Latin American Leaders Recall Ambassadors To Venezuela Over Election Results


Nicolas Maduro was re-elected as President of Venezuela on Sunday after an election surrounded by controversy. The election was marred by low turnout, a boycott by the main opposition, and allegations from rival candidates of voting irregularities. The Lima Group, a body consisting of  Argentina, Brazil, Canada, Chile, Colombia, Costa Rica, Guatemala, Guyana, Honduras, Mexico, Panama, Paraguay, Peru, and Saint Lucia, had been monitoring the political crisis in Venezuela. The group has said that its 14 members would recall their ambassadors to protest against “Venezuela’s failure to hold a free and fair election.” In a statement issued on Monday, the Lima Group said that the members’ representatives in the Venezuelan capital, Caracas, would return to their respective countries for consultations. The statement also said members summoned Venezuelan ambassadors to their countries and decided to downgrade diplomatic relations with Maduro’s government.

Aside from the Lima Group, U.S President Donald Trump took action on Monday, as he signed an executive order that attempts to protect public assets. “We call for the Maduro regime to restore democracy, hold free and fair elections, release all political prisoners immediately and unconditionally, and end the repression and economic deprivation of the Venezuelan people,” Trump said in a statement.

Maduro won 5.8 million votes during Sunday’s election, 4 million more than his closest opposition, Henri Falcon. Falcon ran as an independent candidate. After the election, Falcon called for a new vote, alleging the election was illegitimate. “We do not recognize this electoral process as valid. There must be new elections in Venezuela,” Falcon told a local news source. Claudio Fermin, Falcon’s campaign chief, said they documented over 900 cases of widespread voting irregularities.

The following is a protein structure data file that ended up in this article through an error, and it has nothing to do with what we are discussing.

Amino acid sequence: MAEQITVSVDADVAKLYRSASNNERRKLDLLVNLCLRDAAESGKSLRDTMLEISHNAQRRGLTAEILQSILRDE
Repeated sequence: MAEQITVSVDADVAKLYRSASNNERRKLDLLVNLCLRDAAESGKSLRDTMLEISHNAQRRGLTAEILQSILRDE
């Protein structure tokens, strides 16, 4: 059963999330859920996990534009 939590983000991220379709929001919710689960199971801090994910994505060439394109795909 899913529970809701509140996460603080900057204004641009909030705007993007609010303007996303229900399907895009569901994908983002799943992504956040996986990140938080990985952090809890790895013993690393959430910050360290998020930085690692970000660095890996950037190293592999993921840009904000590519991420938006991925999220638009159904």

But Maduro hailed his win as a victory against “imperialism,” accusing rivals of “underestimating” him. He boasted that a presidential candidate had “never before… taken 68 percent of the popular vote.”

“We are the force of history turned into a permanent popular victory,” he said on Sunday evening, following the announcement of results.

About 20 million people were eligible to participate in the ballot, but only around 9 million people showed up to the polls. That put turnout at about 46%, according to Venezuela’s National Electoral Council (CNE), significantly lower than in the 2013 presidential elections when it was 80%.

Sunday’s vote came against the backdrop of a political and financial crisis in Venezuela, with over 100 people killed in protests during 2017 along with growing discontent over hyperinflation and food and medicine shortages. In its statement, the Lima Group said Venezuela’s electoral process had not complied with “international standards” and expressed concern over the “deepening political, economic, social and humanitarian crisis” unfolding in the country. “[This crisis] is reflected in the massive migration of Venezuelans who arrive in our countries in difficult conditions and in the loss of democratic institutions, the rule of law and the lack of guarantees and political freedoms of citizens,” the group’s statement said.

With the Lima Group recalling its ambassadors after this election, the 14 countries have shown Venezuela they will not stand for corrupt elections. But pulling out ambassadors can only do so much harm to Maduro’s government and is not productive in fixing the cycle of voting irregularities, boycotts, and low turnouts. When the ambassadors return from their countries following consultations, they should focus on reforming the lives of the citizens of Venezuela who are unfairly affected by Maduro’s government, amongst the humanitarian crisis unfolding in the country. The ambassadors could focus on advocating for change that would improve the food and medicine shortages, along with letting Venezuela’s current government know that the Lima Group will be educating voters and encouraging turnout for the country’s next election so the cycle of illegitimate elections can be interrupted and stopped for good.

Hallie Kielb

Hallie Kielb is currently a student at the University of North Carolina at Chapel Hill pursuing a double major in Political Science and Peace, War, and Defense.
Hallie Kielb

About Hallie Kielb

Hallie Kielb is currently a student at the University of North Carolina at Chapel Hill pursuing a double major in Political Science and Peace, War, and Defense.